In 1976, he formed his own company, employing between 6 and 10 people. They did decks, patios, garages, driveways for some of the larger homebuilders in the area, including Shay Homes, K&B Homes and Lewis Homes, several of California’s and the nation’s most prominent home builders. Five years later, Santistevan bought his first stamps. They were aluminum products and cost about $25.00 each. “They actually work great and really improve on what we are doing,” he says.
Santistevan found himself needing to create green courts and red out-of-bounds areas on tennis courts at a number of new schools being built in California. He used Davis colors, mixing them himself in 30-gallon garbage cans with sand and cement. At that time he didn’t count on the truck color because it might be different from load to load. By mixing his own in the large garbage cans, he ensured he had enough to do the whole job.
When he wasn’t working on schools, he did residential jobs in the Northern California area. People had money and they wanted something unique. His reputation was spreading—as was his confidence. “I would just look at the yards and come up with something. If we didn’t have a plan, I would just go with a plan I had used before. Either that or I would just create something new. As I set it up, I figured different ways to do it,” he says.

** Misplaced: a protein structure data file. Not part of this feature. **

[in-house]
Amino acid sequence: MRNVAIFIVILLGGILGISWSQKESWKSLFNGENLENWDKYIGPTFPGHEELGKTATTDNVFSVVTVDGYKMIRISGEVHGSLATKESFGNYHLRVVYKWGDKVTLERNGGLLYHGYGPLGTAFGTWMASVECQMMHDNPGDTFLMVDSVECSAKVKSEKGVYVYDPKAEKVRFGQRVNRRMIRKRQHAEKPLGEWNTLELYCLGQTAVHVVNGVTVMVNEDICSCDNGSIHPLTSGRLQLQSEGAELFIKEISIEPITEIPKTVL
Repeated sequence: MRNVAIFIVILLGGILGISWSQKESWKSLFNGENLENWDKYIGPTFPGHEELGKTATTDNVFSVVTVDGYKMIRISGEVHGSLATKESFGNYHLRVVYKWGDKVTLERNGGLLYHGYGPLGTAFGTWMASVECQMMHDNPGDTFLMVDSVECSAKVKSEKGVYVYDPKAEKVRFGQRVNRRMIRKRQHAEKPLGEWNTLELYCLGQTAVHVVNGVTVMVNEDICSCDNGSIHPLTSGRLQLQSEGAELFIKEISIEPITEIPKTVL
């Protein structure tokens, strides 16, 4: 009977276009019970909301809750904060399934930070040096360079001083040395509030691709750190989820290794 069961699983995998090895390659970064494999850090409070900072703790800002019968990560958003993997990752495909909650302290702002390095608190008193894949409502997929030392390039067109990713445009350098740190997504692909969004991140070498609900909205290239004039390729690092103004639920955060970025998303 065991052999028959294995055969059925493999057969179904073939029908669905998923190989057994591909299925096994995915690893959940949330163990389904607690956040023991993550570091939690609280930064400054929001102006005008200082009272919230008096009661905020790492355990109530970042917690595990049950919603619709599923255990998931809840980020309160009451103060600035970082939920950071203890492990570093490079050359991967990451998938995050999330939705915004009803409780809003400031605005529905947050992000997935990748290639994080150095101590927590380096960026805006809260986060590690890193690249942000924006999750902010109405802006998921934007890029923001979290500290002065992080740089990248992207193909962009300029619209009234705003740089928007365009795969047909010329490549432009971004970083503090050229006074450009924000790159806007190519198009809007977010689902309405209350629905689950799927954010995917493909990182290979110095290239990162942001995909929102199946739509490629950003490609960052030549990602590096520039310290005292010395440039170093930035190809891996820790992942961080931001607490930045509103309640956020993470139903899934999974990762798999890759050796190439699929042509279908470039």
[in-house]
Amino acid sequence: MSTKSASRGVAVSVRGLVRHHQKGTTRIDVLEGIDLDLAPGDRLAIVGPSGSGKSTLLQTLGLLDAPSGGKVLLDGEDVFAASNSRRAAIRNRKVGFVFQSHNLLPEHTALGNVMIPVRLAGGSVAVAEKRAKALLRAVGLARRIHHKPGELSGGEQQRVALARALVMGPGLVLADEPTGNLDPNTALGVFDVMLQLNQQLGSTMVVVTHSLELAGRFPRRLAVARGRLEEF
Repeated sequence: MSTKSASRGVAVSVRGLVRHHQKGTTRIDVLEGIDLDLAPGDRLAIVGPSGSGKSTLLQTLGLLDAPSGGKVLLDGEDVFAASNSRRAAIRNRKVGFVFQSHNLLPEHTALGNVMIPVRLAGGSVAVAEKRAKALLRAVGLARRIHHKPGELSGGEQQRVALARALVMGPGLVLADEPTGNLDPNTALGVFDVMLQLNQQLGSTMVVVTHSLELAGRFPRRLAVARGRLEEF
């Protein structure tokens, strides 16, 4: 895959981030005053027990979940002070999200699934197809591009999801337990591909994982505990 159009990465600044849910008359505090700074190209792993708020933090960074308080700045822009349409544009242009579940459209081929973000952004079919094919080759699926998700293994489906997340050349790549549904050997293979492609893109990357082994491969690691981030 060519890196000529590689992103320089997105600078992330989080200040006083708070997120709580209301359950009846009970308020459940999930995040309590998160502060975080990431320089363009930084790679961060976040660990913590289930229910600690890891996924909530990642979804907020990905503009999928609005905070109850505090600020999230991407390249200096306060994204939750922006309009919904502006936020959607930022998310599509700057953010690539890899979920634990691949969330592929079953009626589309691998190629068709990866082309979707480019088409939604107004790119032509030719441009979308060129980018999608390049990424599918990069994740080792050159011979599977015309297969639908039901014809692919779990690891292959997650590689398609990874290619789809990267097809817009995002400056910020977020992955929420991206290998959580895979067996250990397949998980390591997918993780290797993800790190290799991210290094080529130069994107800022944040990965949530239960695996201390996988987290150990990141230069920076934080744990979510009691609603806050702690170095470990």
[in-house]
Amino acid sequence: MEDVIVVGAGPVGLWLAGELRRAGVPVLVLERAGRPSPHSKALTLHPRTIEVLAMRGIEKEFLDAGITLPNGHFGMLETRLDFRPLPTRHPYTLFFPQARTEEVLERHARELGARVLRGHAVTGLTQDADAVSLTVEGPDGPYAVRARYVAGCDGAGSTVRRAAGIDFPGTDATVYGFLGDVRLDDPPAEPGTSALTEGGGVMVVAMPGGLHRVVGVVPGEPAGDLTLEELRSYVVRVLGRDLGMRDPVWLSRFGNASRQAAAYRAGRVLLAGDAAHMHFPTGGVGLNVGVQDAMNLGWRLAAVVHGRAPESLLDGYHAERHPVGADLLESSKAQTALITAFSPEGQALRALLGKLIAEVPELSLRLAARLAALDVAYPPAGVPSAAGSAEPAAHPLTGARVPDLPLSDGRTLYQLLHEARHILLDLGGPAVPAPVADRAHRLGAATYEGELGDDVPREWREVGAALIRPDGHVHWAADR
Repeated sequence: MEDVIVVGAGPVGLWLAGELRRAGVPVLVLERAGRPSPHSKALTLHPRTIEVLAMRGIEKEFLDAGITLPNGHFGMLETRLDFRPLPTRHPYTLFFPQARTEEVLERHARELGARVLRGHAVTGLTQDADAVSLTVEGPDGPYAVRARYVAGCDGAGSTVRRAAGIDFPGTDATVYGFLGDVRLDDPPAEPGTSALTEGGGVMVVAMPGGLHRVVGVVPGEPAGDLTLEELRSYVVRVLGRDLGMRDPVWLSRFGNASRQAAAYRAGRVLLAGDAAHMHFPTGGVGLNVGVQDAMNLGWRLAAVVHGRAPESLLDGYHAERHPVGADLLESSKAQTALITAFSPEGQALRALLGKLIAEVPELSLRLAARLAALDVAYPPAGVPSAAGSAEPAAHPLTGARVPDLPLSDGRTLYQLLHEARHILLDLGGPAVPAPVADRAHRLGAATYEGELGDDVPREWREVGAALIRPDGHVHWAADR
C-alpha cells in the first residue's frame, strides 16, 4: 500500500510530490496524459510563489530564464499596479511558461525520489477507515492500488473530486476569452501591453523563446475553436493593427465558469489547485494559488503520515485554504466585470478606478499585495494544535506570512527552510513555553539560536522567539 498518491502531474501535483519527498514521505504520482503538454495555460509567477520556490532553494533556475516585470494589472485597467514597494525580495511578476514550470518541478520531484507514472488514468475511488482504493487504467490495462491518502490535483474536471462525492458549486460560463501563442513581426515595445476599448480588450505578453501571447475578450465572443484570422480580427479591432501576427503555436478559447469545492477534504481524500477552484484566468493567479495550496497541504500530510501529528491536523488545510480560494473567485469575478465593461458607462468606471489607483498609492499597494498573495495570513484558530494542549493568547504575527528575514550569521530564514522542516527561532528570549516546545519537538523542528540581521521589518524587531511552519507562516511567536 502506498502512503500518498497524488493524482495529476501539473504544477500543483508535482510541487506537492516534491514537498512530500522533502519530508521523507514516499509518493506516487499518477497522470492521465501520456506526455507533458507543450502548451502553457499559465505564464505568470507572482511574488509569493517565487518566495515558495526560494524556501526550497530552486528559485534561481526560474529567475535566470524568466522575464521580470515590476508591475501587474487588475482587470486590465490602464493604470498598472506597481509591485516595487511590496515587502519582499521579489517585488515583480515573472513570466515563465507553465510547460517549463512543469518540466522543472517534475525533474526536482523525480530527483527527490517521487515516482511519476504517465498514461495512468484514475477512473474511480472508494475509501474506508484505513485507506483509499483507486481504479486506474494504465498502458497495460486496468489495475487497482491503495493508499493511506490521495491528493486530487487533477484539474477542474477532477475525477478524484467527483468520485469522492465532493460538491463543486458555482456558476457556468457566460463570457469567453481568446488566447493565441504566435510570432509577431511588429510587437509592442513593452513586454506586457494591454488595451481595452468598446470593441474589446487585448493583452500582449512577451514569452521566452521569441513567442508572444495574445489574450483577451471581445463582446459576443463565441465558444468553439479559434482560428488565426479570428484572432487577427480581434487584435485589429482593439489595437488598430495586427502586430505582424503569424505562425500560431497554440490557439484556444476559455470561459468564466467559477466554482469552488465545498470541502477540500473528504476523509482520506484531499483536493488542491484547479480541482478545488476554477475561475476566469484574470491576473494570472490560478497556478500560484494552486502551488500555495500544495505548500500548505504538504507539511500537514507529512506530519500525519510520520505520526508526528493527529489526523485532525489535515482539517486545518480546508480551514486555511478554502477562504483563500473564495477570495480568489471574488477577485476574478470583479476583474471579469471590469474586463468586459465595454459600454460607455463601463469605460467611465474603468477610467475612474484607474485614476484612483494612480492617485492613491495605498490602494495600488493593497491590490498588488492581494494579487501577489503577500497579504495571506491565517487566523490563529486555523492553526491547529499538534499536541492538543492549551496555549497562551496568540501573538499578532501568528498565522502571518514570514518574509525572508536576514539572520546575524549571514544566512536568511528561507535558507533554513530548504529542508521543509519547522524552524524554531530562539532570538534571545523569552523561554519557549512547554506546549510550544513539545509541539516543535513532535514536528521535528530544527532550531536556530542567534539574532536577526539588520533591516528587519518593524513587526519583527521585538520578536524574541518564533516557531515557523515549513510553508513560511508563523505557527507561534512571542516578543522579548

Often, the focal point of his work at houses was what most people merely consider a way to go up or down. “I love steps and different elevations because steps are beautiful, just beautiful, he says. “Steps can make a heck of a lot of difference. I’m a good concrete man, and it’s something not too many concrete men are good at. Just think of the White House and how beautiful those steps are.”
After more than 30 years of creating most of his effects by hand with minimal technological intervention, he decided to try open-face metal stamps in 1981. He’d heard about them, but never saw them in action. He tried his luck with creating steps to a wooden deck.
Since then he has expanded the effects he can create. Santistevan likes to use stone texture and color. He also likes to sprinkle color on top of the concrete with a brush to create freckles, just like real stones offer. “I couldn’t believe how good it looked. It was amazing,” he says, as excited now about that discovery as he was then.